Case Descriptions

A 6-year-old male was admitted to our hospital with a two week history of fever. He was diagnosed with common-B-ALL 2.5 years ago, and was treated with mid-risk regimen as recommended by the Chinese Children Leukemia Group (CCLG)-ALL-2008 protocol. He achieved complete remission (CR) that was sustained for more than two years, and this patient was in the late maintenance phase of the chemotherapy regimen with daily doses of mercaptopurine, and methotrexate once a week. Two weeks before he was admitted, the patient displayed an ardent fever of approximately 39, without chills, shivering, nausea, vomiting and diarrhea. He received antibiotic treatment in a local hospital, but could only achieve a temporal improvement in presenting symptoms. There was no history of TB in the family, and the male had been vaccinated with Bacillus Calmette- Guérin (BCG) immediately after birth. The BCG vaccine scar was visible.

After admission, the patient’s vital signs including respiration rate, heart rate, and blood pressure were normal except temperature of 38.5°C. There were scattered cervical lymph nodes that were present and distributed bilaterally, lungs were clear to auscultation, liver was 2 cm under the costal margin, the spleen was not palpable, and there were no other positive or remarkable signs. Bone marrow examinations showed hypocellularity and no signs of blast crisis or emergent blast cells. The detection of minimal residual disease (MRD) was negative. The ELISpot-based-interferon-gamma release assays (TSPOT. TB) was weakly positive, and computed tomographic (CT) scans showed a high-density area occupying the left lower lobe with consolidation (Figure 1A). Abnormal laboratory findings are listed in Table 1.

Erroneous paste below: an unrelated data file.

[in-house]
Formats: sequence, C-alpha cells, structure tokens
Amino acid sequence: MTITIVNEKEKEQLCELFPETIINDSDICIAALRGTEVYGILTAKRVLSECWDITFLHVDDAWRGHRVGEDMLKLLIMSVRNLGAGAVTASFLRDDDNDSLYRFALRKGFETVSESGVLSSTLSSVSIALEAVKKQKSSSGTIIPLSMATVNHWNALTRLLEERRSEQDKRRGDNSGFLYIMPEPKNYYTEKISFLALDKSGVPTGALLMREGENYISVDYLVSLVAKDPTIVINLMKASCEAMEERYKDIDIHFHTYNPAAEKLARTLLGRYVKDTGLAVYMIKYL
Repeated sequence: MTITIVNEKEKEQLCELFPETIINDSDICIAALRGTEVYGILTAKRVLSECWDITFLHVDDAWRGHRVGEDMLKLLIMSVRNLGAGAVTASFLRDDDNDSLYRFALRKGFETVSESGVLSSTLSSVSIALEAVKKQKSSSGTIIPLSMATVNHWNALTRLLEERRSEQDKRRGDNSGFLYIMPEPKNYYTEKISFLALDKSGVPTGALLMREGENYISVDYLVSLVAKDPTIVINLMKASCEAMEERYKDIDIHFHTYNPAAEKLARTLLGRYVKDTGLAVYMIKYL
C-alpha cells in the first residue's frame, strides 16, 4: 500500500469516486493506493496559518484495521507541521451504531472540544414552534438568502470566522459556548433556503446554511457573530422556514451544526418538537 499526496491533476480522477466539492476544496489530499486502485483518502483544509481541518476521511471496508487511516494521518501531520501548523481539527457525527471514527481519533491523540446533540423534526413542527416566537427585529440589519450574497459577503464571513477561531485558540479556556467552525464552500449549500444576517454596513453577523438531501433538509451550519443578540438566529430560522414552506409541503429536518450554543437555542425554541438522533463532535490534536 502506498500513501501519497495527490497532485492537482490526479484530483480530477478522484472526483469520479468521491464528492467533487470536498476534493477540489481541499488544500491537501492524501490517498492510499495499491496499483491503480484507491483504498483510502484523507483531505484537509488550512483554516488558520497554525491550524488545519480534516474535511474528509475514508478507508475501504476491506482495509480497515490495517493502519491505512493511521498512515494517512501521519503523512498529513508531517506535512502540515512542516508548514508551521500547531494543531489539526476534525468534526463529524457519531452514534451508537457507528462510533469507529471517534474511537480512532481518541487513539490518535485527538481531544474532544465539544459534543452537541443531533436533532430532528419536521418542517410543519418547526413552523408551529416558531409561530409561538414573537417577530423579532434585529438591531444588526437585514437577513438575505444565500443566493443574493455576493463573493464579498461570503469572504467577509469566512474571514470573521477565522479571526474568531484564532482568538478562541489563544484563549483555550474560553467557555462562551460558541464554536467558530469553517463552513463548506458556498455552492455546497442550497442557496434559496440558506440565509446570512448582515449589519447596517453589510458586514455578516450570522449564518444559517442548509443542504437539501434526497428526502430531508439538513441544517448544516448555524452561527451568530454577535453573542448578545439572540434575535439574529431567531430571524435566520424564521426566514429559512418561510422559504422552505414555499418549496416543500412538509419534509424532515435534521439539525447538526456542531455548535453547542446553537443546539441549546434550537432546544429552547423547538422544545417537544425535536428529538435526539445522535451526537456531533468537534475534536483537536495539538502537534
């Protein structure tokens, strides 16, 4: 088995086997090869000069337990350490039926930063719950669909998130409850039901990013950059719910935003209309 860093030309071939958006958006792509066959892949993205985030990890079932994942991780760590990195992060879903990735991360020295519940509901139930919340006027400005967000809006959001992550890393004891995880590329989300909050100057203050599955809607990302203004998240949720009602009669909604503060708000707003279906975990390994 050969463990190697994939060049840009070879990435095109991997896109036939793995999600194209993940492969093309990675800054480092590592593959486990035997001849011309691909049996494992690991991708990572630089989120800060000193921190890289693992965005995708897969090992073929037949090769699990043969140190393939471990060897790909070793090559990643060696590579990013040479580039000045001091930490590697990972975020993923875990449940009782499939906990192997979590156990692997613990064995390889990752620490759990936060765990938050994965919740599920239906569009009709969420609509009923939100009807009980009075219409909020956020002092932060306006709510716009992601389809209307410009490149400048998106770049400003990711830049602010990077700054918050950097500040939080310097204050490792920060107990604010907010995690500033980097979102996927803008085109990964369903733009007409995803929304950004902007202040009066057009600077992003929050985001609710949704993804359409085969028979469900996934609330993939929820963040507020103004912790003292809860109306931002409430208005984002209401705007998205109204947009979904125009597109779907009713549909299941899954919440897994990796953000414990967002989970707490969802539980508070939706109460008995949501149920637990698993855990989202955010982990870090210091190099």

The patient’s chemotherapy was stopped, supportive intervention and antibiotics were given, and were combined with imipenem, vancomycin and voriconazole. He was suspected as presenting with TB, and as such commenced empirical treatment including isoniazid and rifampin. After one-week of treatment, his cytopenia had recovered but he still had a fever of approximately 40 with mild cough. The patient had a poor response to treatment, but he did not appear to be any weaker. One week after admission, the repeated CT scan showed an enlarging pulmonary consolidation, thickness and turbulence of texture in the bilateral lungs (Figure 1B). About 10 days after admission, a new pattern of symptoms appeared with diarrhea of a bloody stool. Ultrasound showed ileocecal edema, involving the muscle layer. Two weeks after admission, the repeat T-SPOT.TB was markedly positive, and acid-fast bacilli (AFB) were present in the gastric juices that displayed positive. Another CT scan was taken for assessment, which showed a diffuse small heightened density tubercle shadow in the bilateral lung field of view (Figure 1C), and the same features were seen by chest X-ray (Figure 1D). He was finally diagnosed as acute miliary pulmonary tuberculosis and intestinal tuberculosis.